Updated: Jan 29, 2020

Traditionally, oral iron is usually prescribed as a first line treatment of iron deficiency with or without anaemia.

In order to achieve the best absorption rates of oral iron with the lowest rates of side effects, it is recommended to take tablets on alternate days on an empty stomach and without any other medications. Unfortunately, most oral iron supplements will have their absorption impaired by food - tea can even further impair absorption by up to 90%.

Oral iron is often recommended with vitamin C - is that always required? The addition of vitamin C to oral iron supplements is probably not necessary. In fact, there is a chance that this will increase common GI side effects.

The most commonly used (and cheapest) iron supplements are ferrous salts (e.g., ferrous sulfate or ferrous fumerate). The ferrous (or Fe2+) form of iron is absorbed by the body in both a controlled and uncontrolled manner. It is this uncontrolled uptake that can lead to oversaturation of the iron transfer system and lead to unwanted side effects such as nausea, constipation or diarrhoea plus continued unregulated use could potentially lead to iron overload. Just to make things worse, ferrous iron formulations have a rust or blood like taste further decreasing most people’s desire to take routinely and for the required, many months.

At The Iron Suites we prescribe ferric (Fe3+) iron compounds which are absorbed via a controlled manner (similar to the iron from food) and not the uncontrolled manner. Clinical trials with ferric iron compounds have shown significantly fewer GI related side effects.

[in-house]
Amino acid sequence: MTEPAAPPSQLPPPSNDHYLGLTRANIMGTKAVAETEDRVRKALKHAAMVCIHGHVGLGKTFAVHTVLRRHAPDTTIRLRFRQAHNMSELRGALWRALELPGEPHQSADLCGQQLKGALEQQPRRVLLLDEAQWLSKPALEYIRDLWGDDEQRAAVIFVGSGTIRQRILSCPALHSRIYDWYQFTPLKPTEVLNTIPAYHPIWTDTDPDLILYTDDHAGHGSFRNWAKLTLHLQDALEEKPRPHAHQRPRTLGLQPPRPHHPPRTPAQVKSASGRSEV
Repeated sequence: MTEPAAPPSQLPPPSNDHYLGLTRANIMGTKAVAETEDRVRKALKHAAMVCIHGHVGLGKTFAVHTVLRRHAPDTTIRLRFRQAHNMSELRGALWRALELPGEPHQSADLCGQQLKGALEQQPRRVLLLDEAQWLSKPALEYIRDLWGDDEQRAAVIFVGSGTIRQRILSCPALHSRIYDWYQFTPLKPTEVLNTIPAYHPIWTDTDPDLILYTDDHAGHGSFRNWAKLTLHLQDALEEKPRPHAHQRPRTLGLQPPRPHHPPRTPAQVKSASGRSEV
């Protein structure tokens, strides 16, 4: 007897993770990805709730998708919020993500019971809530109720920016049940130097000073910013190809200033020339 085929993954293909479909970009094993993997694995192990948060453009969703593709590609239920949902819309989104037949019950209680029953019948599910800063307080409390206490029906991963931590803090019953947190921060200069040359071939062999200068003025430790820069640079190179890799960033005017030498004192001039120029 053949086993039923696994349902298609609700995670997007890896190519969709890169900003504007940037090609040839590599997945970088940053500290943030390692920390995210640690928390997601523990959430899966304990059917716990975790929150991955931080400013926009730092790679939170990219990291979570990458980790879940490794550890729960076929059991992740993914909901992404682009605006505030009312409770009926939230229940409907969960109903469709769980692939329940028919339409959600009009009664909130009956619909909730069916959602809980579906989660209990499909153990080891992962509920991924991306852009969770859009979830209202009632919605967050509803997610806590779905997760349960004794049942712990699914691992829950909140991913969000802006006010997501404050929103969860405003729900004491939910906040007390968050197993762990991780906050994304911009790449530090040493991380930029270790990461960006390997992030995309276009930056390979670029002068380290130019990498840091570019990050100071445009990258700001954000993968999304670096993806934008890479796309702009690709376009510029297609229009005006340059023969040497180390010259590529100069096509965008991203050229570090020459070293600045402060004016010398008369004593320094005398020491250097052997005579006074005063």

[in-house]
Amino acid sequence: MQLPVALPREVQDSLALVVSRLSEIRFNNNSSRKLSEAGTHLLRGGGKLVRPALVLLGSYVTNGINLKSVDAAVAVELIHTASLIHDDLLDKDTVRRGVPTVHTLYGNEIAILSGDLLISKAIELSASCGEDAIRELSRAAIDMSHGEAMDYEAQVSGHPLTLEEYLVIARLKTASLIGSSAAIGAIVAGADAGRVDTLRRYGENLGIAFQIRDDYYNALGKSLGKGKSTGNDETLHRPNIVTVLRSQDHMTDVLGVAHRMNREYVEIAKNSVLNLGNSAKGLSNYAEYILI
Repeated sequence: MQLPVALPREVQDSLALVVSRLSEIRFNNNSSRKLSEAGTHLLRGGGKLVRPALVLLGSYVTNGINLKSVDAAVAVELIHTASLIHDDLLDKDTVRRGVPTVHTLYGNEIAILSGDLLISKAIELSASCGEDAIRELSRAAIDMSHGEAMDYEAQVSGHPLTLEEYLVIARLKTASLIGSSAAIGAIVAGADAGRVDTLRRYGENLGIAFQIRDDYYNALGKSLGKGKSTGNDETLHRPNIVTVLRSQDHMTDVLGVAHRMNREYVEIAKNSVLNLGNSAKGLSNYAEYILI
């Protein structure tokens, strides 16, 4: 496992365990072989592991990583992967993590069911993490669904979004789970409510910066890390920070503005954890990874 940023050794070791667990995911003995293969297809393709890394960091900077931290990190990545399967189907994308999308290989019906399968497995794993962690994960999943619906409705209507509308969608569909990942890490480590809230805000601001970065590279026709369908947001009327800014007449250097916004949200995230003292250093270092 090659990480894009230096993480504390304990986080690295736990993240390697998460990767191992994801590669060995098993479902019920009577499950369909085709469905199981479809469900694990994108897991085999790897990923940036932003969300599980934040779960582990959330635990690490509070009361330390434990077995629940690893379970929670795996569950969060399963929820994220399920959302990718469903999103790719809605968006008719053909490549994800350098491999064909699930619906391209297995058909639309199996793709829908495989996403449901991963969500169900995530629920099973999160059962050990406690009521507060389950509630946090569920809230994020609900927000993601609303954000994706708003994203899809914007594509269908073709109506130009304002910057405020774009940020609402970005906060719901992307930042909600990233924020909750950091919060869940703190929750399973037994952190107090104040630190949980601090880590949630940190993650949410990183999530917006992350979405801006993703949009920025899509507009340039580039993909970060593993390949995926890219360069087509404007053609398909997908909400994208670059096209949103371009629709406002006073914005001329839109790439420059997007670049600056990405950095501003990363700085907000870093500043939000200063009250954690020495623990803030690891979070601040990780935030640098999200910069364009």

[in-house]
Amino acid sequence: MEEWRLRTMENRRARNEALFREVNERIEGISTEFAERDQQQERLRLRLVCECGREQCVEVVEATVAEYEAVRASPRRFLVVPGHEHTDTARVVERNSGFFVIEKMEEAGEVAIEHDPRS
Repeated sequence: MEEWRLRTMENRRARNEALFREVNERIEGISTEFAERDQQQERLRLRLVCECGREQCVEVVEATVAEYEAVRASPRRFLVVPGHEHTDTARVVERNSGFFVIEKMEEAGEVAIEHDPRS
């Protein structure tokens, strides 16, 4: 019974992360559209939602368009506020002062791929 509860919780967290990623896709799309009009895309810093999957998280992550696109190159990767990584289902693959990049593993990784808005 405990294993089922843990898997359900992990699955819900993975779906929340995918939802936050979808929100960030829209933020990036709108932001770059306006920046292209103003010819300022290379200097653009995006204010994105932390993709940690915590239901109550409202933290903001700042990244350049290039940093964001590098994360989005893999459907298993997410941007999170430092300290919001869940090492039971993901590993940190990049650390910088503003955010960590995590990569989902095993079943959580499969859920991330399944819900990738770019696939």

Additionally, they have the benefit of being able to be taken with food or other supplements (meaning you can take them any time of the day) as well as often having a preferable taste.

The other reason for our preference for the ferric form of iron is the very low chance of overdosing. For instance, if 30 tablets of ferrous sulfate or ferrous fumerate were accidentally ingested by you or your child there would be a very high risk of severe or even fatal outcomes (due to the uncontrolled absorption) whilst the ferric forms will pass straight through with very low (if any) risk for toxicity.

Independent of the oral iron formulation used, the response after commencing should be checked. Not everyone will be able to absorb supplements to the degree needed to correct iron deficiency. Checking after ~1 month is important for iron deficient anaemic patients and ideally an increase of at least 1g/dl should be observed. For the patient with iron deficiency (and normal Hb levels), we aim to see an increase in ferritin from baseline and ideally a concentration of greater than 30ng/mL after 3 months of continuous use.

To help understand the above timing for re-assessments, an increase in Haemoglobin (Hb) by 1 point (i.e., from 11 to 12) needs ~200mg iron and after Hb is corrected, the iron stores (measured by serum ferritin), need ~8mg to increase by 1 points (i.e., to increase from a ferritin of 10 to 20ng/mL will require ~80mg iron). The average woman loses ~2mg iron per day and with oral iron (or even an optimised diet) combined with optimised absorption the iron intake may reach ~10-15mg iron per day (or ~200-300mg per month).

This is why we like to see at least 1g/dL increase in Hb by 1 month. Once Hb is normalised, then the iron should be going to the stores (as long as it is being absorbed) and that is why we look at ferritin at ~3 months.

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